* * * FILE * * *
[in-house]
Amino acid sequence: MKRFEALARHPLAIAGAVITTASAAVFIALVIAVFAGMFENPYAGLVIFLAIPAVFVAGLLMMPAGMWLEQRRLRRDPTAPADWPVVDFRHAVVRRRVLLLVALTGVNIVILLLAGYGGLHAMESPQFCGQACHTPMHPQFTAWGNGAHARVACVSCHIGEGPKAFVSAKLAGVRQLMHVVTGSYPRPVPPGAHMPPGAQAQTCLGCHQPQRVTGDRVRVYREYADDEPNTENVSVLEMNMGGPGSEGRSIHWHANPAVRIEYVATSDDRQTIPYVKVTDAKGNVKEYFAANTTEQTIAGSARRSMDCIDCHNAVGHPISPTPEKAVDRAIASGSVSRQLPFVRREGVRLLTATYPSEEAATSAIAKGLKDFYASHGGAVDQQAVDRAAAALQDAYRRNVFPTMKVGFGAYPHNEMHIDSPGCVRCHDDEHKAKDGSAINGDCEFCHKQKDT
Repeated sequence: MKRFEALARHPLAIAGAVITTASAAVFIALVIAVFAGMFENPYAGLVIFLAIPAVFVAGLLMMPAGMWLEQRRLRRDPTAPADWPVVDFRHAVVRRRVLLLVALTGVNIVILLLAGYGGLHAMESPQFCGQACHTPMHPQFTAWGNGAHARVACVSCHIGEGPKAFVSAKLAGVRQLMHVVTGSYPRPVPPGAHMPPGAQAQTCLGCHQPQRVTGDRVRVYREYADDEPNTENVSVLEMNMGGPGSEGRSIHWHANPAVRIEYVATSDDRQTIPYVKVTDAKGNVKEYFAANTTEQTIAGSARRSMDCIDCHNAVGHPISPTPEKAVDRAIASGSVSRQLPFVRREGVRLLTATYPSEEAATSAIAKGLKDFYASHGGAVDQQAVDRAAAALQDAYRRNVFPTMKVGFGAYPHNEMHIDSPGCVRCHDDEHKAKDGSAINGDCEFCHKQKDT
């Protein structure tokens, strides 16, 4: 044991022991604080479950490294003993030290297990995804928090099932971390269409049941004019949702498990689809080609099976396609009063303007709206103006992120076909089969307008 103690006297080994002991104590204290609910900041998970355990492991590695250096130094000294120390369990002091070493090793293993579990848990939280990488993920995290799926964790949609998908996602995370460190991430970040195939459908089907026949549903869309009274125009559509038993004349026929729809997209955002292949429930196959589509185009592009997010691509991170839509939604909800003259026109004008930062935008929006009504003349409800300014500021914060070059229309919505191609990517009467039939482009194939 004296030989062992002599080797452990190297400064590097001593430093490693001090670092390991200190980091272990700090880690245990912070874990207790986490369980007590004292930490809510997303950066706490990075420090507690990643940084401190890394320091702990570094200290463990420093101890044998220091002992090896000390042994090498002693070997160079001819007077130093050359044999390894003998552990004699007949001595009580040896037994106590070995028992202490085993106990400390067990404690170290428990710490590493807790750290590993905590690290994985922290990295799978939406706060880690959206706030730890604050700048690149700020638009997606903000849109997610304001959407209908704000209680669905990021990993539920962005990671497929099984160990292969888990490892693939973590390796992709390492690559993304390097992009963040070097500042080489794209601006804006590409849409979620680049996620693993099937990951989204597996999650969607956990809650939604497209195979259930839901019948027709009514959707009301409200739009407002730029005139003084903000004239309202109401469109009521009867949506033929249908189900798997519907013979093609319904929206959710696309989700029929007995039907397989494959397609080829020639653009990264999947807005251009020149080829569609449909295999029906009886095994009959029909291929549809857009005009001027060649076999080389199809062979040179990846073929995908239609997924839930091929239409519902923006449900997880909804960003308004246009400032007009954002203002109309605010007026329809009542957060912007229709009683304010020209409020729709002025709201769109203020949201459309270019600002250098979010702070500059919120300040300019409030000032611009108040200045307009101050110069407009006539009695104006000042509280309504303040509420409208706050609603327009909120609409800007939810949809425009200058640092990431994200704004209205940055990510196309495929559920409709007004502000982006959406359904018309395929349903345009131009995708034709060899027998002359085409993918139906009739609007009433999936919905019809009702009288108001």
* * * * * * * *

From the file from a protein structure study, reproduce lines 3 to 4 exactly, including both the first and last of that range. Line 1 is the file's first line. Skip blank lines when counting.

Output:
Repeated sequence: MKRFEALARHPLAIAGAVITTASAAVFIALVIAVFAGMFENPYAGLVIFLAIPAVFVAGLLMMPAGMWLEQRRLRRDPTAPADWPVVDFRHAVVRRRVLLLVALTGVNIVILLLAGYGGLHAMESPQFCGQACHTPMHPQFTAWGNGAHARVACVSCHIGEGPKAFVSAKLAGVRQLMHVVTGSYPRPVPPGAHMPPGAQAQTCLGCHQPQRVTGDRVRVYREYADDEPNTENVSVLEMNMGGPGSEGRSIHWHANPAVRIEYVATSDDRQTIPYVKVTDAKGNVKEYFAANTTEQTIAGSARRSMDCIDCHNAVGHPISPTPEKAVDRAIASGSVSRQLPFVRREGVRLLTATYPSEEAATSAIAKGLKDFYASHGGAVDQQAVDRAAAALQDAYRRNVFPTMKVGFGAYPHNEMHIDSPGCVRCHDDEHKAKDGSAINGDCEFCHKQKDT
């Protein structure tokens, strides 16, 4: 044991022991604080479950490294003993030290297990995804928090099932971390269409049941004019949702498990689809080609099976396609009063303007709206103006992120076909089969307008 103690006297080994002991104590204290609910900041998970355990492991590695250096130094000294120390369990002091070493090793293993579990848990939280990488993920995290799926964790949609998908996602995370460190991430970040195939459908089907026949549903869309009274125009559509038993004349026929729809997209955002292949429930196959589509185009592009997010691509991170839509939604909800003259026109004008930062935008929006009504003349409800300014500021914060070059229309919505191609990517009467039939482009194939 004296030989062992002599080797452990190297400064590097001593430093490693001090670092390991200190980091272990700090880690245990912070874990207790986490369980007590004292930490809510997303950066706490990075420090507690990643940084401190890394320091702990570094200290463990420093101890044998220091002992090896000390042994090498002693070997160079001819007077130093050359044999390894003998552990004699007949001595009580040896037994106590070995028992202490085993106990400390067990404690170290428990710490590493807790750290590993905590690290994985922290990295799978939406706060880690959206706030730890604050700048690149700020638009997606903000849109997610304001959407209908704000209680669905990021990993539920962005990671497929099984160990292969888990490892693939973590390796992709390492690559993304390097992009963040070097500042080489794209601006804006590409849409979620680049996620693993099937990951989204597996999650969607956990809650939604497209195979259930839901019948027709009514959707009301409200739009407002730029005139003084903000004239309202109401469109009521009867949506033929249908189900798997519907013979093609319904929206959710696309989700029929007995039907397989494959397609080829020639653009990264999947807005251009020149080829569609449909295999029906009886095994009959029909291929549809857009005009001027060649076999080389199809062979040179990846073929995908239609997924839930091929239409519902923006449900997880909804960003308004246009400032007009954002203002109309605010007026329809009542957060912007229709009683304010020209409020729709002025709201769109203020949201459309270019600002250098979010702070500059919120300040300019409030000032611009108040200045307009101050110069407009006539009695104006000042509280309504303040509420409208706050609603327009909120609409800007939810949809425009200058640092990431994200704004209205940055990510196309495929559920409709007004502000982006959406359904018309395929349903345009131009995708034709060899027998002359085409993918139906009739609007009433999936919905019809009702009288108001």